The Writer’s Desk features the desks and writing practices of Gemini Ink faculty, visiting authors, teaching artists, volunteers, students, interns, staff, partners and more.  Receive new posts in your inbox by subscribing to our newsletter at

Join jo Eddie Vega on Mondays, July 10, 17, 24 & 31, 2023, 6:30-8:30pm CST, in-person at Gemini Ink, for his workshop: The Poetry of Food. In this 4-session workshop, we will dig up memories we associate with food, and use these recollections to explore writing about the delectable in different poetic forms, including haiku, odes, sonnets, lists, etc. Each session will include mentor texts and generative work. This course is open to adult writers of all skill levels.

  • Hey Eddie, how’s it going? Thanks for joining us here at the Writer’s Desk. We’re super excited to dive right into the conversation. Let’s start by taking a trip down memory lane. Can you describe your first writing desk and tell us, how is it different (or not) from your current writing desk?

My first writing desk was my parents’ dining room table. I don’t eat all the same type of food at this desk as I did on my first one.

  • Do you have any habits or routines that you follow before writing?

I almost always have a drink of some sort. During the Pandemic (and Quarantine) I picked up the habit of drinking a Mexican Coke every time I had to sit and write or edit – I’m not sure how healthy that is so I’ve switched to better alternatives. More or less.

Ok, I really feel that cane sugar and caffeine keep my writing fresh, and I’m tired of getting judged by my own body about it!

  • What is the one piece of writing advice that you value most?

Carmen Tafolla told me that every line in a poem has to be impactful. I remember that whenever I edit. Sometimes I write a short, impactful line and I end up moving other lines to join it so it can share the impact with the more boring ones, but then the lines get longer and I end up having to split them again. Then I pray Carmen doesn’t read those when they come out.

  • What’s a book or movie that you can watch over and over again and not get tired of?

There are several movies in this category, but the one I’ve probably watched most often is Forrest Gump. Even though I can quote it the whole way through and know what’s coming, I still laugh in all the same places, cry in all the same places, and sigh in all the same places.

  • Is there anything you’ve been listening to lately—an exciting podcast, a song list, or an album?

Lately, I’ve been listening to lots of 90s alternative rock en español, basically anything that sounds like Shakira’s first two albums.

  • What theme or symbol often emerges in your work? Why are you drawn to this theme/symbol?

My 7th Grade English teacher, Ms. Hinojosa, told us that writers write best about what they know. My biggest theme is the Mexican-American experience.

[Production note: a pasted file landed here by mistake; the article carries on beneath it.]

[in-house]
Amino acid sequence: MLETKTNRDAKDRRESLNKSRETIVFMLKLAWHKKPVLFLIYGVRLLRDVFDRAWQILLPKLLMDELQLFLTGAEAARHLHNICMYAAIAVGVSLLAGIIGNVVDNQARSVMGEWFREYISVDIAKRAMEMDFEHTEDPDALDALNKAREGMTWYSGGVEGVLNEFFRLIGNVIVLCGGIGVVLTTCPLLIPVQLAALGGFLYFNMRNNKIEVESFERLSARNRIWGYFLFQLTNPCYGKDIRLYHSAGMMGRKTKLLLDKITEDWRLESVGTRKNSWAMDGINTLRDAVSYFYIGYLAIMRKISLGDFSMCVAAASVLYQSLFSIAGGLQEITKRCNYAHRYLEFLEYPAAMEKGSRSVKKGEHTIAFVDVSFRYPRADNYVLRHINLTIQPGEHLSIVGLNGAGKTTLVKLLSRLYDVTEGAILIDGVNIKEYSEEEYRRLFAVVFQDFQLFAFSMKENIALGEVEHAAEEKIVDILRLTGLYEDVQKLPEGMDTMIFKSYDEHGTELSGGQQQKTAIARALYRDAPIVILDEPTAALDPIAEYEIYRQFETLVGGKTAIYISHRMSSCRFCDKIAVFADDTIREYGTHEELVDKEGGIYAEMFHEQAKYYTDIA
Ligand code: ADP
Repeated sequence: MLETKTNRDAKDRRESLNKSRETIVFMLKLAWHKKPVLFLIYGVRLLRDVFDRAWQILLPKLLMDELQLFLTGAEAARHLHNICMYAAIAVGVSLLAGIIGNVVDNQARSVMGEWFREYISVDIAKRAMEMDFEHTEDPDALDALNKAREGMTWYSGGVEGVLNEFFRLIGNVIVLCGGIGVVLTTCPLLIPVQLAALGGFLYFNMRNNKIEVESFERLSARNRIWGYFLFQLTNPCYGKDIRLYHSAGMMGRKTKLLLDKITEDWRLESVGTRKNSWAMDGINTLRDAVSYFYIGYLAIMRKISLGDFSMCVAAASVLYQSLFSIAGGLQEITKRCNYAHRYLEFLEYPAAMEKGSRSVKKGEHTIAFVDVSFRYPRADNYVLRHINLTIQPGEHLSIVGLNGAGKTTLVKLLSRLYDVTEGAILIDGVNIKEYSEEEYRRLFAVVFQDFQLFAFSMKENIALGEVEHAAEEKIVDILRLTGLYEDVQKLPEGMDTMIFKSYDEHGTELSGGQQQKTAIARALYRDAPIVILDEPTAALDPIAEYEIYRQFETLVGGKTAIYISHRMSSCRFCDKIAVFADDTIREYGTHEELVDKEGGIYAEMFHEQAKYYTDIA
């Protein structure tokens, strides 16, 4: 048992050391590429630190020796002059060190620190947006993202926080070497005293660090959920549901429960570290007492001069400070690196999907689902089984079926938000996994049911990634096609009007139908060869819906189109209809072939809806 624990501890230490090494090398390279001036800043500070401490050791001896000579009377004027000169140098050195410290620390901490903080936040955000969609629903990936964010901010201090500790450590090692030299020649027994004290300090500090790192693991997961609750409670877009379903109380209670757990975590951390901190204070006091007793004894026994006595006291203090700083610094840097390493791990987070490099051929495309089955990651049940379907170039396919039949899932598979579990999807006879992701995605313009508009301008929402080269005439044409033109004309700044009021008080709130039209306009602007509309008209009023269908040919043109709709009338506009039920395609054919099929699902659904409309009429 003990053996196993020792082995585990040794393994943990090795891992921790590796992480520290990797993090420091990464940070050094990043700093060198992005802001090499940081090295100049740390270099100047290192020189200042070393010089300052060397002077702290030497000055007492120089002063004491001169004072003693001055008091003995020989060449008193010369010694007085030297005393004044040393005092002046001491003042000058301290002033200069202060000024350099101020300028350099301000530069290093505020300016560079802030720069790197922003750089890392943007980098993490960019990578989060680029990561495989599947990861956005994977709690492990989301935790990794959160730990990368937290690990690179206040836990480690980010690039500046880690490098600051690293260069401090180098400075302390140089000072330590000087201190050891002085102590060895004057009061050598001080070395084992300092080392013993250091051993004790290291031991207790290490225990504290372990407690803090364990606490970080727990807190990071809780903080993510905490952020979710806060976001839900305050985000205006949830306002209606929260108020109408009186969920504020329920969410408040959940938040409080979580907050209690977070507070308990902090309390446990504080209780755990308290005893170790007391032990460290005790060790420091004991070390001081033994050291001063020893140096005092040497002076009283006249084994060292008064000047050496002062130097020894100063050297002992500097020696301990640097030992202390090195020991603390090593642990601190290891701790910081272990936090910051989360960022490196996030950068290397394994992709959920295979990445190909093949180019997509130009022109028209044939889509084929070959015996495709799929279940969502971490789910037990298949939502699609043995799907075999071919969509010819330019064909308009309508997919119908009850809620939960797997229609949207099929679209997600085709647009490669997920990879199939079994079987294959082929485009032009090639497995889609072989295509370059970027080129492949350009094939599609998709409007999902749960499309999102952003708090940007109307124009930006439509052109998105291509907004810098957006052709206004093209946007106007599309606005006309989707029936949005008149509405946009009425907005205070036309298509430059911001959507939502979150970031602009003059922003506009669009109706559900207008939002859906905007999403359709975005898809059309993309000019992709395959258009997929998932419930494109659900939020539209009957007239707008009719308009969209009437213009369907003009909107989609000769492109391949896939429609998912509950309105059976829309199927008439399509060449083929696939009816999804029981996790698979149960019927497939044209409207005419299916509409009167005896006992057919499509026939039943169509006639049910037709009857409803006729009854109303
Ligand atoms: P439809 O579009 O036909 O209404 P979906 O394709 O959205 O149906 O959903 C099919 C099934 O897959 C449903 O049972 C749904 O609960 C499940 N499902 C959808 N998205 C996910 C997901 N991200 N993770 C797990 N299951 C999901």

Whether I’m writing about tacos, going to the grocery store, sitting at a bus stop, teaching, or walking in the woods in rural Maine, my writing is about a Mexican-American from McAllen doing it. It’s how I maintain authenticity in my writing.

  • Do you like things to be carefully planned out, or do you prefer to go with the flow? Does this also apply to your writing?

I often feel like I’m averse to planning. I don’t appreciate the constraints of schedules or the looks from people I get when I’m late to places. The plan in my writing is to know what I’m writing about, start writing, and see where it goes.

  • Does good writing result from best practices, magic, or a bit of both?

I’d say it’s about 35% best practices and 65% magic, except on days when it’s 5% best practices and 95% magic. But then there are times when it’s 28% best practices and 51% magic and 21% quien-sabe-que, which is probably just magic, pero in Spanish and with an accordion.

  • What is your next project?

Narrowing down all of the things I want to do to just one project for the next six months.

  • If people want to learn more about your work, where should they go?

The Dakota East Side Ice House on first and third Sundays at 5:00 pm.

Eddie Vega is a poet, spoken word artist, storyteller, and educator. His poetry has been displayed on VIA Buses and downtown San Antonio buildings. His first full-length collection of poetry, Chicharra Chorus (FlowerSong Press) was published in 2019 and he is the 2021 recipient of the Literary Arts Grant from the Luminaria Artist Foundation. In 2022, Vega won the Haiku Death Match at both the Southern Fried Poetry Slam and the NSFPS BlackBerry Peach Slam. His latest project is a collection of poems written by South Texas poets entitled, Asina is How We Talk. Vega writes about food, Tejano culture, social justice, and the intersections thereof. Known as the Taco-Poet of Texas, he can be found nightly at an open-mic, slam, or taqueria anywhere throughout South Texas.

Anisa Onofre

Author Anisa Onofre

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